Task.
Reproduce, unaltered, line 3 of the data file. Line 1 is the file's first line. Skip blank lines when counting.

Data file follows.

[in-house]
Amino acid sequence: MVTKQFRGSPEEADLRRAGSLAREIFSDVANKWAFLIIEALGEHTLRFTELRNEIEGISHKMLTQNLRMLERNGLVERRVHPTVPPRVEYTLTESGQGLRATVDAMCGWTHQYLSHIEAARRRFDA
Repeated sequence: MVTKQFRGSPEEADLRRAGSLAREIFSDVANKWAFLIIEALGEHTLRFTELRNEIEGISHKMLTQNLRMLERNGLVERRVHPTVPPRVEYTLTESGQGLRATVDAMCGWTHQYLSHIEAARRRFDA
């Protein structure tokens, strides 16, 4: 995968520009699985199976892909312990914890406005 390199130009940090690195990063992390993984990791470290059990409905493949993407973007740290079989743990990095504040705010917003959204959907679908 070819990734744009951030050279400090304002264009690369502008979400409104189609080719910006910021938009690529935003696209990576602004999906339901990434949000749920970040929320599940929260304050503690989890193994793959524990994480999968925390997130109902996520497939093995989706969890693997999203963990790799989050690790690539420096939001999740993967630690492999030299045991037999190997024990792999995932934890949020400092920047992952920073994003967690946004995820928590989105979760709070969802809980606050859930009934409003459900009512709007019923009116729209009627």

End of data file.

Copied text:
Repeated sequence: MVTKQFRGSPEEADLRRAGSLAREIFSDVANKWAFLIIEALGEHTLRFTELRNEIEGISHKMLTQNLRMLERNGLVERRVHPTVPPRVEYTLTESGQGLRATVDAMCGWTHQYLSHIEAARRRFDA